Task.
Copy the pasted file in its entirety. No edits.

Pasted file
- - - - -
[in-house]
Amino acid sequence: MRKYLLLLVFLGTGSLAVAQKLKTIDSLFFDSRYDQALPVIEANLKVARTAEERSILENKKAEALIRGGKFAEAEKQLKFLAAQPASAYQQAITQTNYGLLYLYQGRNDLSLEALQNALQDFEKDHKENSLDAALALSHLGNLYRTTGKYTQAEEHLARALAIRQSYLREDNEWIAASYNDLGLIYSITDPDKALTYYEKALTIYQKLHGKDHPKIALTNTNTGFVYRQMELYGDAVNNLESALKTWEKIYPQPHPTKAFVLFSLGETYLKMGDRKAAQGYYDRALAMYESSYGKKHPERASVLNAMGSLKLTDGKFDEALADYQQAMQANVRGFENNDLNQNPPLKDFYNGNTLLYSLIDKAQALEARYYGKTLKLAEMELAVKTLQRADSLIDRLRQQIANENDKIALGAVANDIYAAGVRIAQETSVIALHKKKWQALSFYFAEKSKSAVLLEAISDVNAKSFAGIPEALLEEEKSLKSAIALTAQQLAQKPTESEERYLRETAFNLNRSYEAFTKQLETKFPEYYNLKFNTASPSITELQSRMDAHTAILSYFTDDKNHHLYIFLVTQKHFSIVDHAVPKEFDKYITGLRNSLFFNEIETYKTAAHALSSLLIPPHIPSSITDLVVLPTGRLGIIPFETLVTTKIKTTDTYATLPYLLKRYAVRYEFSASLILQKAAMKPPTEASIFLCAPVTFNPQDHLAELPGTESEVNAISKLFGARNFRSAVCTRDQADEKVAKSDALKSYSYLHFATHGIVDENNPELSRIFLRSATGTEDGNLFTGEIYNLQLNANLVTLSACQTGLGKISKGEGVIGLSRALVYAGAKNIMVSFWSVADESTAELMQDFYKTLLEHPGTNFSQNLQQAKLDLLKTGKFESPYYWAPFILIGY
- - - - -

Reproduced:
[in-house]
Amino acid sequence: MRKYLLLLVFLGTGSLAVAQKLKTIDSLFFDSRYDQALPVIEANLKVARTAEERSILENKKAEALIRGGKFAEAEKQLKFLAAQPASAYQQAITQTNYGLLYLYQGRNDLSLEALQNALQDFEKDHKENSLDAALALSHLGNLYRTTGKYTQAEEHLARALAIRQSYLREDNEWIAASYNDLGLIYSITDPDKALTYYEKALTIYQKLHGKDHPKIALTNTNTGFVYRQMELYGDAVNNLESALKTWEKIYPQPHPTKAFVLFSLGETYLKMGDRKAAQGYYDRALAMYESSYGKKHPERASVLNAMGSLKLTDGKFDEALADYQQAMQANVRGFENNDLNQNPPLKDFYNGNTLLYSLIDKAQALEARYYGKTLKLAEMELAVKTLQRADSLIDRLRQQIANENDKIALGAVANDIYAAGVRIAQETSVIALHKKKWQALSFYFAEKSKSAVLLEAISDVNAKSFAGIPEALLEEEKSLKSAIALTAQQLAQKPTESEERYLRETAFNLNRSYEAFTKQLETKFPEYYNLKFNTASPSITELQSRMDAHTAILSYFTDDKNHHLYIFLVTQKHFSIVDHAVPKEFDKYITGLRNSLFFNEIETYKTAAHALSSLLIPPHIPSSITDLVVLPTGRLGIIPFETLVTTKIKTTDTYATLPYLLKRYAVRYEFSASLILQKAAMKPPTEASIFLCAPVTFNPQDHLAELPGTESEVNAISKLFGARNFRSAVCTRDQADEKVAKSDALKSYSYLHFATHGIVDENNPELSRIFLRSATGTEDGNLFTGEIYNLQLNANLVTLSACQTGLGKISKGEGVIGLSRALVYAGAKNIMVSFWSVADESTAELMQDFYKTLLEHPGTNFSQNLQQAKLDLLKTGKFESPYYWAPFILIGY